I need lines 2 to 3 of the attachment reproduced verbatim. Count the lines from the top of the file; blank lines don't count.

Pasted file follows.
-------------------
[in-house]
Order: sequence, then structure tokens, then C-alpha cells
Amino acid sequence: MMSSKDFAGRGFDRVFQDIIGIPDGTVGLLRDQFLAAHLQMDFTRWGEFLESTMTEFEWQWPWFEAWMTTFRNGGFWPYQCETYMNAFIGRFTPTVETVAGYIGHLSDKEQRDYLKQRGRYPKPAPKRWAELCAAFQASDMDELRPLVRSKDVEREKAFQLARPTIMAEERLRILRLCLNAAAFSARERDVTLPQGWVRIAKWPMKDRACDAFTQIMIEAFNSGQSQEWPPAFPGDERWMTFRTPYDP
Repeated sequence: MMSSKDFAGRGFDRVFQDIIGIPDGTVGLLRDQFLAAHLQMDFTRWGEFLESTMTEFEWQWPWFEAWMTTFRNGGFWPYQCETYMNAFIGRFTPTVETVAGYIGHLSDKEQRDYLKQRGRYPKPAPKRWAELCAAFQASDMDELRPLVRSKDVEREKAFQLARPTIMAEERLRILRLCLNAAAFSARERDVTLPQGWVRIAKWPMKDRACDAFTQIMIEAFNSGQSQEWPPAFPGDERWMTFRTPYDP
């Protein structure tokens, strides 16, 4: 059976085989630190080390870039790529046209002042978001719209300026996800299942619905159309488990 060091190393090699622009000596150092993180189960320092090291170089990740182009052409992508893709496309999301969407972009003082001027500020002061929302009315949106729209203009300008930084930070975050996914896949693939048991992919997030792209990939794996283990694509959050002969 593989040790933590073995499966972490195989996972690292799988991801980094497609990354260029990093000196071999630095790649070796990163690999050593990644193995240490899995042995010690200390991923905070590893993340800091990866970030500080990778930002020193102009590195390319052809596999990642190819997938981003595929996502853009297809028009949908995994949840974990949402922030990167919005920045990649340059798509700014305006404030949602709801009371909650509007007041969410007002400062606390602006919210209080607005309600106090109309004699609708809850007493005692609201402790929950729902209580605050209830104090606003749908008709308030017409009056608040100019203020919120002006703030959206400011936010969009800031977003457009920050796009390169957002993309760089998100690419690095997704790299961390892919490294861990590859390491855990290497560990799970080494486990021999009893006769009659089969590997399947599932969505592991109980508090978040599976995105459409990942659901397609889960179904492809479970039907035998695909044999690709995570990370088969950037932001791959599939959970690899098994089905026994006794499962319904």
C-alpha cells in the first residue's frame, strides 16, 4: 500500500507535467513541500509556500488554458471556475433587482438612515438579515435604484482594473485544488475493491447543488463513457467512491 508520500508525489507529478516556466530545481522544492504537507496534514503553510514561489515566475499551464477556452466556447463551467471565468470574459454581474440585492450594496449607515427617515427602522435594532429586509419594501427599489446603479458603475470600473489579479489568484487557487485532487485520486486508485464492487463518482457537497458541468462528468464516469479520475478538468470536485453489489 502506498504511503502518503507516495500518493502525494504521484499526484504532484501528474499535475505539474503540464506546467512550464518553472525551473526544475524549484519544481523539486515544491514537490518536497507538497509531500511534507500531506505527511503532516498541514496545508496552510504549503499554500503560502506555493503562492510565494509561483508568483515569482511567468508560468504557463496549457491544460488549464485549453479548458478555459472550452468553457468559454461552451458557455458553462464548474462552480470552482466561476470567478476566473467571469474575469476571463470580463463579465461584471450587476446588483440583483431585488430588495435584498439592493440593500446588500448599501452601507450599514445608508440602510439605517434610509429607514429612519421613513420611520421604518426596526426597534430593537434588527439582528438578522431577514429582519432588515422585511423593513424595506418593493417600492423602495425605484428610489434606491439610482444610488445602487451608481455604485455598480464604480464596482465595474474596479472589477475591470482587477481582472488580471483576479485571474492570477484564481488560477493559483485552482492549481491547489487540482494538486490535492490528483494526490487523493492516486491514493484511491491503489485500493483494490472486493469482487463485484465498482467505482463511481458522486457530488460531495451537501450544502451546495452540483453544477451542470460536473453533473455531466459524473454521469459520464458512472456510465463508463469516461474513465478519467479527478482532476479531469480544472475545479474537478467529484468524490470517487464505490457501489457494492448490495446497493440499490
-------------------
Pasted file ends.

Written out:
Order: sequence, then structure tokens, then C-alpha cells
Amino acid sequence: MMSSKDFAGRGFDRVFQDIIGIPDGTVGLLRDQFLAAHLQMDFTRWGEFLESTMTEFEWQWPWFEAWMTTFRNGGFWPYQCETYMNAFIGRFTPTVETVAGYIGHLSDKEQRDYLKQRGRYPKPAPKRWAELCAAFQASDMDELRPLVRSKDVEREKAFQLARPTIMAEERLRILRLCLNAAAFSARERDVTLPQGWVRIAKWPMKDRACDAFTQIMIEAFNSGQSQEWPPAFPGDERWMTFRTPYDP